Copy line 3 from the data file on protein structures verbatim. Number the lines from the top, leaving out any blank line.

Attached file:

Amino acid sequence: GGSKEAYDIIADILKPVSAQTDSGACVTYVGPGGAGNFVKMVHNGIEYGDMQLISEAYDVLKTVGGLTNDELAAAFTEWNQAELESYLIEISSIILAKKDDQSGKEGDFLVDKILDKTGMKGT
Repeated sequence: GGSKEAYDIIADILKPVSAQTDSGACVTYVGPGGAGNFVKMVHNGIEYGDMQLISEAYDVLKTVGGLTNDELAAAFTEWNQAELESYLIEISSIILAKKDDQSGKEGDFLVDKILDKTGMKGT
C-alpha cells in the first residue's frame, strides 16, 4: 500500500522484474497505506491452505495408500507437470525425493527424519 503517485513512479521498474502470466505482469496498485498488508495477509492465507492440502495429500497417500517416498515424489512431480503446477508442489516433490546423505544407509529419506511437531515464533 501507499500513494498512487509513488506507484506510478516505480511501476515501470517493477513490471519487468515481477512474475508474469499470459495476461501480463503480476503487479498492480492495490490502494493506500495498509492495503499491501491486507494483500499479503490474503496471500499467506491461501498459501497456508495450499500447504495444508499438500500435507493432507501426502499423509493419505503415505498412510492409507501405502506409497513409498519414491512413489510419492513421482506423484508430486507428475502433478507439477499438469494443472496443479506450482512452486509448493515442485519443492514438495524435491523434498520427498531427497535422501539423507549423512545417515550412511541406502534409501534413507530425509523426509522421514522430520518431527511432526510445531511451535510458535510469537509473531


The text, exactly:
C-alpha cells in the first residue's frame, strides 16, 4: 500500500522484474497505506491452505495408500507437470525425493527424519 503517485513512479521498474502470466505482469496498485498488508495477509492465507492440502495429500497417500517416498515424489512431480503446477508442489516433490546423505544407509529419506511437531515464533 501507499500513494498512487509513488506507484506510478516505480511501476515501470517493477513490471519487468515481477512474475508474469499470459495476461501480463503480476503487479498492480492495490490502494493506500495498509492495503499491501491486507494483500499479503490474503496471500499467506491461501498459501497456508495450499500447504495444508499438500500435507493432507501426502499423509493419505503415505498412510492409507501405502506409497513409498519414491512413489510419492513421482506423484508430486507428475502433478507439477499438469494443472496443479506450482512452486509448493515442485519443492514438495524435491523434498520427498531427497535422501539423507549423512545417515550412511541406502534409501534413507530425509523426509522421514522430520518431527511432526510445531511451535510458535510469537509473531